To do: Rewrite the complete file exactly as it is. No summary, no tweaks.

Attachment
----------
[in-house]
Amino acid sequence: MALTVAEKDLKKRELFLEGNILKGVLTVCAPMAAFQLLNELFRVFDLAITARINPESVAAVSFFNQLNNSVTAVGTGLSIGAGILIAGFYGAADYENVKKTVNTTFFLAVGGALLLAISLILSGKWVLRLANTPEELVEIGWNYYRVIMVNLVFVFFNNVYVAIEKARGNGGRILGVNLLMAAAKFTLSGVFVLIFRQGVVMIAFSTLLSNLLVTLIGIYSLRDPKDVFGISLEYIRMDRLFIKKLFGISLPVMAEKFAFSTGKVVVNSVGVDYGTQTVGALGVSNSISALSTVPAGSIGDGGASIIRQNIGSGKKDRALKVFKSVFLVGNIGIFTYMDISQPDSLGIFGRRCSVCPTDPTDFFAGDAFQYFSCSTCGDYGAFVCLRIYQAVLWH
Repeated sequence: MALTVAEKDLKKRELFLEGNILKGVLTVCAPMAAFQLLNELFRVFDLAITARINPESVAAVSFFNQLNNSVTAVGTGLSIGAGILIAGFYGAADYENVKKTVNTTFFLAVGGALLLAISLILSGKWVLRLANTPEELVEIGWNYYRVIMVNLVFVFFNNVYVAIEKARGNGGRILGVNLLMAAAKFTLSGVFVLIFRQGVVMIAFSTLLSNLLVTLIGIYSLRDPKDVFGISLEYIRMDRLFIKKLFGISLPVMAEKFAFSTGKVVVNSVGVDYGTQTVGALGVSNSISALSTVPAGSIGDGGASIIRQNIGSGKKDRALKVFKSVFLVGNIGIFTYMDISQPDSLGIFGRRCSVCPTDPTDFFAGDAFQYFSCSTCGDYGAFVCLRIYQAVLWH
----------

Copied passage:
[in-house]
Amino acid sequence: MALTVAEKDLKKRELFLEGNILKGVLTVCAPMAAFQLLNELFRVFDLAITARINPESVAAVSFFNQLNNSVTAVGTGLSIGAGILIAGFYGAADYENVKKTVNTTFFLAVGGALLLAISLILSGKWVLRLANTPEELVEIGWNYYRVIMVNLVFVFFNNVYVAIEKARGNGGRILGVNLLMAAAKFTLSGVFVLIFRQGVVMIAFSTLLSNLLVTLIGIYSLRDPKDVFGISLEYIRMDRLFIKKLFGISLPVMAEKFAFSTGKVVVNSVGVDYGTQTVGALGVSNSISALSTVPAGSIGDGGASIIRQNIGSGKKDRALKVFKSVFLVGNIGIFTYMDISQPDSLGIFGRRCSVCPTDPTDFFAGDAFQYFSCSTCGDYGAFVCLRIYQAVLWH
Repeated sequence: MALTVAEKDLKKRELFLEGNILKGVLTVCAPMAAFQLLNELFRVFDLAITARINPESVAAVSFFNQLNNSVTAVGTGLSIGAGILIAGFYGAADYENVKKTVNTTFFLAVGGALLLAISLILSGKWVLRLANTPEELVEIGWNYYRVIMVNLVFVFFNNVYVAIEKARGNGGRILGVNLLMAAAKFTLSGVFVLIFRQGVVMIAFSTLLSNLLVTLIGIYSLRDPKDVFGISLEYIRMDRLFIKKLFGISLPVMAEKFAFSTGKVVVNSVGVDYGTQTVGALGVSNSISALSTVPAGSIGDGGASIIRQNIGSGKKDRALKVFKSVFLVGNIGIFTYMDISQPDSLGIFGRRCSVCPTDPTDFFAGDAFQYFSCSTCGDYGAFVCLRIYQAVLWH